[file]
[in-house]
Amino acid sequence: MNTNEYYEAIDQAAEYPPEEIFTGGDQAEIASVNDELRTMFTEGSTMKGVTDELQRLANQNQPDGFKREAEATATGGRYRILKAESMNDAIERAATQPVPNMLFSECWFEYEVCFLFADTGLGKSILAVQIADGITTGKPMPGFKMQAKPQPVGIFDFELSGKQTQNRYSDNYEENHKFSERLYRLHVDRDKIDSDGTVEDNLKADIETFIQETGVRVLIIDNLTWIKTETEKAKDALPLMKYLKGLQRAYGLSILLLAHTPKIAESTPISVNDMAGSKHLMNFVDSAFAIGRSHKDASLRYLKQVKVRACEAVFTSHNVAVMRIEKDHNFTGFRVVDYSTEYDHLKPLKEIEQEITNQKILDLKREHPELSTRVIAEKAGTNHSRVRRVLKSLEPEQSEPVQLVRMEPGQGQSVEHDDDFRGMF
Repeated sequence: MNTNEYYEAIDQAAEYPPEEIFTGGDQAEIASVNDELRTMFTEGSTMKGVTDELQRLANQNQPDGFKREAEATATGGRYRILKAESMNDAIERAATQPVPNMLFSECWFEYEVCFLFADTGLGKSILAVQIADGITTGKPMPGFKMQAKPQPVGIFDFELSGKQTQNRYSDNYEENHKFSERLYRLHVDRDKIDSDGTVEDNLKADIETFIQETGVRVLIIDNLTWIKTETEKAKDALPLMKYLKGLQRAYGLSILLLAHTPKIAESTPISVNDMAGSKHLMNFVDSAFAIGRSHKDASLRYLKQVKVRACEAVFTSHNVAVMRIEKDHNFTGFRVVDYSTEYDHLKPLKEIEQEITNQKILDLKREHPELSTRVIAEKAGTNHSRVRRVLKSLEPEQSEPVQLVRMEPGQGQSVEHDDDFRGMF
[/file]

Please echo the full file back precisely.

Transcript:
[in-house]
Amino acid sequence: MNTNEYYEAIDQAAEYPPEEIFTGGDQAEIASVNDELRTMFTEGSTMKGVTDELQRLANQNQPDGFKREAEATATGGRYRILKAESMNDAIERAATQPVPNMLFSECWFEYEVCFLFADTGLGKSILAVQIADGITTGKPMPGFKMQAKPQPVGIFDFELSGKQTQNRYSDNYEENHKFSERLYRLHVDRDKIDSDGTVEDNLKADIETFIQETGVRVLIIDNLTWIKTETEKAKDALPLMKYLKGLQRAYGLSILLLAHTPKIAESTPISVNDMAGSKHLMNFVDSAFAIGRSHKDASLRYLKQVKVRACEAVFTSHNVAVMRIEKDHNFTGFRVVDYSTEYDHLKPLKEIEQEITNQKILDLKREHPELSTRVIAEKAGTNHSRVRRVLKSLEPEQSEPVQLVRMEPGQGQSVEHDDDFRGMF
Repeated sequence: MNTNEYYEAIDQAAEYPPEEIFTGGDQAEIASVNDELRTMFTEGSTMKGVTDELQRLANQNQPDGFKREAEATATGGRYRILKAESMNDAIERAATQPVPNMLFSECWFEYEVCFLFADTGLGKSILAVQIADGITTGKPMPGFKMQAKPQPVGIFDFELSGKQTQNRYSDNYEENHKFSERLYRLHVDRDKIDSDGTVEDNLKADIETFIQETGVRVLIIDNLTWIKTETEKAKDALPLMKYLKGLQRAYGLSILLLAHTPKIAESTPISVNDMAGSKHLMNFVDSAFAIGRSHKDASLRYLKQVKVRACEAVFTSHNVAVMRIEKDHNFTGFRVVDYSTEYDHLKPLKEIEQEITNQKILDLKREHPELSTRVIAEKAGTNHSRVRRVLKSLEPEQSEPVQLVRMEPGQGQSVEHDDDFRGMF